The Noblest of Animals: The Horse, ‘Breed’ and British National Identity, 1900 to 1914.
“As the poet Lindsay Gordon put it, and many British horsemen and women genuinely believed, without ‘the stud’ and ‘the land’ and ‘the chase’ the British ‘breed’ would itself die. Portrayals of the horse’s place in British society in the early twentieth century reflected the ideas and attitudes of the people by, and for whom, they were created. This paper will explore such portrayals to discover what Gordon meant by ‘breed’ and why it was that the horse was so closely allied with imagined ideas of Britishness. It was thought, for example, that the horse shared many admirable strengths with those of the British people; such as kindness, courage, sagacity, gentleness and strength of character. All of these traits were thought to be found upon the hunting field and amongst those most closely connected to the horse and ‘the land’. The British ‘breed’ may only ever have been an illusion in reality, but it was nevertheless a powerful driver of British national identity in the early twentieth century. Inevitably the horse’s symbolic and emotional connection with ‘breed’ leads us into a complex world of contrasts, contradiction and moral complexity.”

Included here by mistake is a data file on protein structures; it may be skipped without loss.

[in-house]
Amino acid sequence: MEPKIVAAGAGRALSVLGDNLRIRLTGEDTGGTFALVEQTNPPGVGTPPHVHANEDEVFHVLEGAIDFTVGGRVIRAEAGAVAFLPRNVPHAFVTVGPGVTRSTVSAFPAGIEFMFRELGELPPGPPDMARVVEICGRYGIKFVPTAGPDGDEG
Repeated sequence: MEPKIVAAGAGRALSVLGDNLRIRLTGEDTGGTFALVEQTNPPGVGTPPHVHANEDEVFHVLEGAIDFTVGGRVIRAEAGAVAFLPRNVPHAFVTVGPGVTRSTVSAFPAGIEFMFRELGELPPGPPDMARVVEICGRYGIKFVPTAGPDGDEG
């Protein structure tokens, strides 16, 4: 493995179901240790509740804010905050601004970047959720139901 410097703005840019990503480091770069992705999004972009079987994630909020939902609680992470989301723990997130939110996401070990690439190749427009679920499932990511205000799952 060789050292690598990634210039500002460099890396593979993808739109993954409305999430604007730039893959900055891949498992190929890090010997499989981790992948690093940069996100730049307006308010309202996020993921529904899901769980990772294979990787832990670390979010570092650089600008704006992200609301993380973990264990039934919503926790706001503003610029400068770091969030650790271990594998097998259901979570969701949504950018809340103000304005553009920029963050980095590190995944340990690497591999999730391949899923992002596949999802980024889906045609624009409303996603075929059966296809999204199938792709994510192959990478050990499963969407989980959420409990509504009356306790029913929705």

I’ll let you all know once it’s published. Meanwhile, back to the book proposal… TTFN!